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From their site:

Astro is the web framework for building content-driven websites like blogs, marketing, and e-commerce.

Note that “content-driven” is as opposed to a web application, e.g. social networks, TODO lists, dashboards, etc (reference). It’s not that Astro can’t make non-content-driven sites, it just apparently makes some trade-offs so that the focus is for content-driven sites.

Other frameworks might use a single-page app (SPA) approach, but Astro uses a multi-page-app (MPA) approach.

Astro uses a new front-end architecture called “islands”. An island refers to any interactive UI component (as opposed to static UI) on the page (reference). Islands are marked by the use of client:* directives (reference, all client directives). In other words, they’re components that require scripting to work, and the directives tell Astro when to send the JavaScript to the client.

  • Just follow the tutorial
    • Note: if you already know Astro and just want to add it to a new project, start with this page (I use this command, which even creates package.json: pnpm create astro@latest -- --template with-tailwindcss). The target directory needs to be empty.
    • Maybe install the VSCode extension before that if you want
  • Starting a project based on a template (reference)
    • A template is basically just any folder or repo that follows the Astro folder/naming conventions. The official list is here. You can easily create a project from an official template with pnpm create astro@latest -- --template TEMPLATE_NAME (where TEMPLATE_NAME is something like with-tailwindcss).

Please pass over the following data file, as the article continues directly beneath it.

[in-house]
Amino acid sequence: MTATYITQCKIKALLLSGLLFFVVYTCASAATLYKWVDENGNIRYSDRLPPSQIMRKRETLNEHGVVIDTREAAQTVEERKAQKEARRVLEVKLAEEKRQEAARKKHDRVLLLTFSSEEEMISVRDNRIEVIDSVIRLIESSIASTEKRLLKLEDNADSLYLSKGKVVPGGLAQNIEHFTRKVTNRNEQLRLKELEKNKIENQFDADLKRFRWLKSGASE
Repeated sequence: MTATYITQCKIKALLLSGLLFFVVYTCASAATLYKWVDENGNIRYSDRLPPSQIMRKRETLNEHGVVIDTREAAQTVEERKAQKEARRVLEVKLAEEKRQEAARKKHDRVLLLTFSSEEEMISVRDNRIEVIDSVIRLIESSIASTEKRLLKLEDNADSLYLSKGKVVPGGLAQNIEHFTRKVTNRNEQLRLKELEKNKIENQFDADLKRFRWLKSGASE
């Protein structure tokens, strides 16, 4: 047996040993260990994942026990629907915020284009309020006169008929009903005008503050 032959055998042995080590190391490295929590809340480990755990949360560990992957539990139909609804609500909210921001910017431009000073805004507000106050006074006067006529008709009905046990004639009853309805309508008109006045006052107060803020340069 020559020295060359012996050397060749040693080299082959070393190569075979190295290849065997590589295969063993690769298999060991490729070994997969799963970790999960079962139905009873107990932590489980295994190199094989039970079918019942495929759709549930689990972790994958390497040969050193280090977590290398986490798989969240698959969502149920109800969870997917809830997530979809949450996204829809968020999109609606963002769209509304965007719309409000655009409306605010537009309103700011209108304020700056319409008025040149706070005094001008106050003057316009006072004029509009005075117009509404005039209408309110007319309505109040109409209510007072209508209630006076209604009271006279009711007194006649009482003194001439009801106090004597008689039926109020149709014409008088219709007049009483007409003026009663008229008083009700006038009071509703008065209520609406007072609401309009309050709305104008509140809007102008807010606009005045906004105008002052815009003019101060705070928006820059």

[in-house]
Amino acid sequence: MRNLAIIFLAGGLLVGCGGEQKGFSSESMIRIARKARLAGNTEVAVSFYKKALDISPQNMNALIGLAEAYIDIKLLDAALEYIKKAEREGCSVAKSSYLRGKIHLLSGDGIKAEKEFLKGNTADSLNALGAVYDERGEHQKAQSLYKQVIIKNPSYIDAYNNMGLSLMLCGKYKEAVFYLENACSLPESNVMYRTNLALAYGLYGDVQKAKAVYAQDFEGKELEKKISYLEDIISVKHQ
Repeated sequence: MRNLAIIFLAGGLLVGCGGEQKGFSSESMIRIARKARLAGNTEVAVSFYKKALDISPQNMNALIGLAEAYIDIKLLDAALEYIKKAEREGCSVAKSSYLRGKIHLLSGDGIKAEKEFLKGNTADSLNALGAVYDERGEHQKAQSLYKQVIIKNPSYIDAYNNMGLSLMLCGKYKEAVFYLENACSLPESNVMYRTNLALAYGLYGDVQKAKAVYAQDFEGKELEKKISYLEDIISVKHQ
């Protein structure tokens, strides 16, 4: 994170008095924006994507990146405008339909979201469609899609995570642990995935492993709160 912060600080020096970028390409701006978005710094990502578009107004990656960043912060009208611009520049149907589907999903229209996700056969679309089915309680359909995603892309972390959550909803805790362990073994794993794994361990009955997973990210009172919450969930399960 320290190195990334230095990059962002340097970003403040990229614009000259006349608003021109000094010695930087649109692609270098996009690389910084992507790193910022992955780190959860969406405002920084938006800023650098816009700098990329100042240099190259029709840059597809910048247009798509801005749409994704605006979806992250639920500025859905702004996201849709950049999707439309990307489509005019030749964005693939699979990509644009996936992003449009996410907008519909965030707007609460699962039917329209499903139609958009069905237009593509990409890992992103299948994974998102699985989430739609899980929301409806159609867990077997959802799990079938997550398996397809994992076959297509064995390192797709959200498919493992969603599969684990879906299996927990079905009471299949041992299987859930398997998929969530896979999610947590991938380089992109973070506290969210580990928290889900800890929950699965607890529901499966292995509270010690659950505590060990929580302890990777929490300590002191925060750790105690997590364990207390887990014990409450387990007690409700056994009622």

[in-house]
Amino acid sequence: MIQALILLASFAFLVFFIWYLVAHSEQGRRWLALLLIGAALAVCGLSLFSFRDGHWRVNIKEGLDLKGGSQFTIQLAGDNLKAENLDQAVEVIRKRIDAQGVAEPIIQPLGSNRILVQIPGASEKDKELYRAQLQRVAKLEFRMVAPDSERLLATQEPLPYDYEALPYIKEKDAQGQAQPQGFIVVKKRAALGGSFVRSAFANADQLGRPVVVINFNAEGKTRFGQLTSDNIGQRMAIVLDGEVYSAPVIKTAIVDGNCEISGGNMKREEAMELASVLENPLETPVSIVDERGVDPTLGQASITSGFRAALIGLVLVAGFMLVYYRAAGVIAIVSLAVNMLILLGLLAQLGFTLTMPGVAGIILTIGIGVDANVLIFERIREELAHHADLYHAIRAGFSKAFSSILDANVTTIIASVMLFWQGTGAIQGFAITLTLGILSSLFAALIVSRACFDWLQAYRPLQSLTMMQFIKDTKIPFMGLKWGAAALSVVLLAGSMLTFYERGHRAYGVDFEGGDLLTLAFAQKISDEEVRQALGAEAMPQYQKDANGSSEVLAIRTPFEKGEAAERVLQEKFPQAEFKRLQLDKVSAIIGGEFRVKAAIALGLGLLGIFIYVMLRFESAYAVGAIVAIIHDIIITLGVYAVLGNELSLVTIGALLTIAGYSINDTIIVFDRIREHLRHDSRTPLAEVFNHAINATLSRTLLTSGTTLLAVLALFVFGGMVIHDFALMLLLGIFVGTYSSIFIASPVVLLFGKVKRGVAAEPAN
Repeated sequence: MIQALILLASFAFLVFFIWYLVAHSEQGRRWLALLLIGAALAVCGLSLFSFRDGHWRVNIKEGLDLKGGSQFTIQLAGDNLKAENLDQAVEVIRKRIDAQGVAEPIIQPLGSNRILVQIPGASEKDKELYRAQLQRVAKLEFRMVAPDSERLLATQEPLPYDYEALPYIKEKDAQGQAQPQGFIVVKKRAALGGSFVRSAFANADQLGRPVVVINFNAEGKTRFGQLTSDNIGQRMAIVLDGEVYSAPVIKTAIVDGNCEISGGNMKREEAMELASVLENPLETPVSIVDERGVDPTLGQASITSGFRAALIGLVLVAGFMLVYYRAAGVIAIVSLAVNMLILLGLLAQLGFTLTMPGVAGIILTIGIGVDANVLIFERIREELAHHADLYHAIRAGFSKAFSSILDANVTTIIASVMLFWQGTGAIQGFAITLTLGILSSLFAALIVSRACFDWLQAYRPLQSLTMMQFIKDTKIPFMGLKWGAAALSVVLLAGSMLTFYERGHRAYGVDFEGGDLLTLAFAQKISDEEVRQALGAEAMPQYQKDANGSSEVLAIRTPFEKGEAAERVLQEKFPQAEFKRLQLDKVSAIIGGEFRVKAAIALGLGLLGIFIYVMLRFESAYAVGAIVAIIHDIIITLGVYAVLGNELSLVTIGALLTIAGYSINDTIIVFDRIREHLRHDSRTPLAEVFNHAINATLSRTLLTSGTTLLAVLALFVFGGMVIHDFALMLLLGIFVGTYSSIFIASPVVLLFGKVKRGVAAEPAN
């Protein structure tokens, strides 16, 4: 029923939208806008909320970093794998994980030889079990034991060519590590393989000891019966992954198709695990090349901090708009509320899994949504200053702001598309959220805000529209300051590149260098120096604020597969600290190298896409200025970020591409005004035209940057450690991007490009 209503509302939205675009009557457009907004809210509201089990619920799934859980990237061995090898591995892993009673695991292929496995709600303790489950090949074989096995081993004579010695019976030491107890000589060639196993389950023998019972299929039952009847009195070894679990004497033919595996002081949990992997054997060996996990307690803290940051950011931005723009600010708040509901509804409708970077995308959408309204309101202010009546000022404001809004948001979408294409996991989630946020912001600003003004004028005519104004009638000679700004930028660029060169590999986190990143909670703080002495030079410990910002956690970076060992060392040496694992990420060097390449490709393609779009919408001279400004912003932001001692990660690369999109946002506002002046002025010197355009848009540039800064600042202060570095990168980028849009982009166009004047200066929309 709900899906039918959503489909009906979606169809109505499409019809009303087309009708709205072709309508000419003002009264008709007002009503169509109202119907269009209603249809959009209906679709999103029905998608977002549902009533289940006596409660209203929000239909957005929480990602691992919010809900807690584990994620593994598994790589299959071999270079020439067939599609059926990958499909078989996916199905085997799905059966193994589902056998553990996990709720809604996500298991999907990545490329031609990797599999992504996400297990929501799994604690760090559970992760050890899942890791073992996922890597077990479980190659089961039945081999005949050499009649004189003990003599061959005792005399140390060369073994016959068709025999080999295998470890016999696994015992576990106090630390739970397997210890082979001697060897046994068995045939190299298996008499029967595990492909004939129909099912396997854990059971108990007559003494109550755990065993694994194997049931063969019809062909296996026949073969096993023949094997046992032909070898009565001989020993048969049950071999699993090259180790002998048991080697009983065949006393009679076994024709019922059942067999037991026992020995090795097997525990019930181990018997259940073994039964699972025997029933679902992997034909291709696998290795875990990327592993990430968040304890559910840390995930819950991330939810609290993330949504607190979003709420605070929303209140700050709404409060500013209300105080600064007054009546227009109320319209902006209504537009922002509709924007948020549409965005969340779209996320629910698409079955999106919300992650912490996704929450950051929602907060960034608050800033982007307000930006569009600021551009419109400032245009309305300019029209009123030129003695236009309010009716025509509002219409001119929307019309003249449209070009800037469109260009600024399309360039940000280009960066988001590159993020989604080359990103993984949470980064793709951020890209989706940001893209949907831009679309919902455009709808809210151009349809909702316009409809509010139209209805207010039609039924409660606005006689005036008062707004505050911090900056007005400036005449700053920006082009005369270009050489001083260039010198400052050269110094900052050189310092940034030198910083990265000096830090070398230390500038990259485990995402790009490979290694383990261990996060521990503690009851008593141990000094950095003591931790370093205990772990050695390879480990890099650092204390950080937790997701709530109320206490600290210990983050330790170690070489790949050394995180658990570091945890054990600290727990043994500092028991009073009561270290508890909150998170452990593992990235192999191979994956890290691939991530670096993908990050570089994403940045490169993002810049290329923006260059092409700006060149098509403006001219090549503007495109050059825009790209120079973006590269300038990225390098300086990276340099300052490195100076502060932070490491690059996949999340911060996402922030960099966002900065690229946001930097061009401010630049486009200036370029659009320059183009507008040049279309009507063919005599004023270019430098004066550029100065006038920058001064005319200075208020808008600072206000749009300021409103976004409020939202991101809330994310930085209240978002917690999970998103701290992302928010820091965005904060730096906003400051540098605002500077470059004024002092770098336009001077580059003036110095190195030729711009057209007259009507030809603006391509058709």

• Folder structure (reference)
    • The reference link is good, so I’ll just highlight some things here
    • /
      • Config files (like astro.config.mjs, tsconfig.json, package.json)
      • public
        • Assets like favicon.svg, fonts, etc. e.g. for use from astro files
      • src
        • components, layouts, pages, styles, etc.
        • lib or libs: this isn’t an “official” convention, but it’s commonly the location for any TypeScript you need, e.g. for API endpoints.
  • Change the port that Astro listens on
    • Modify astro.config.mjs:
import { defineConfig } from "astro/config"
export default defineConfig({
server: { port: 3000, },

Example using variables, conditional rendering, and a .map call:

// Note: none of this JS/TS is sent to the client
const colors = ["red", "green", "blue"];
const renderColors = true;
<html lang="en">
renderColors && (
{ => (

Specifying types for Astro.props:

interface Props {
platform: string;
username: string;
const { platform, username } = Astro.props;
<a href={`https://www.${platform}.com/${username}`}>{platform}</a>

Slots (reference) are how you pass children to different components:

<Header />
<h1>Title goes here</h1>
<slot /> <!-- children will go here -->
<Footer />
// UserOfLayout.astro
import Layout from './Layout.astro';
<h2>This will be rendered in place of the slot above</h2>
<p>(this too)</p>

Passing variables from frontmatter to a <script> tag

Section titled Passing variables from frontmatter to a &lt;script&gt; tag

There are two ways to do this:

  • Use data-* attributes (reference).
    • If you don’t want to define a custom element, then you could do something like this:
<span style="display: none" id="data" data-message={message}></span>
  • Use define:vars (reference)
    • (I don’t recommend using this over data-* attributes)
    • Use of define:vars implies the use of is:inline, so you may hit this issue.
      • Also, if you’re going to use define:vars, don’t import scripts from npm since that code won’t be bundled.
  • Could also use a UI framework like React and pass the commands as props to the framework itself

There’s no reason not to use these UI frameworks, but if all you really need is a click handler, you can accomplish this with a custom element (reference).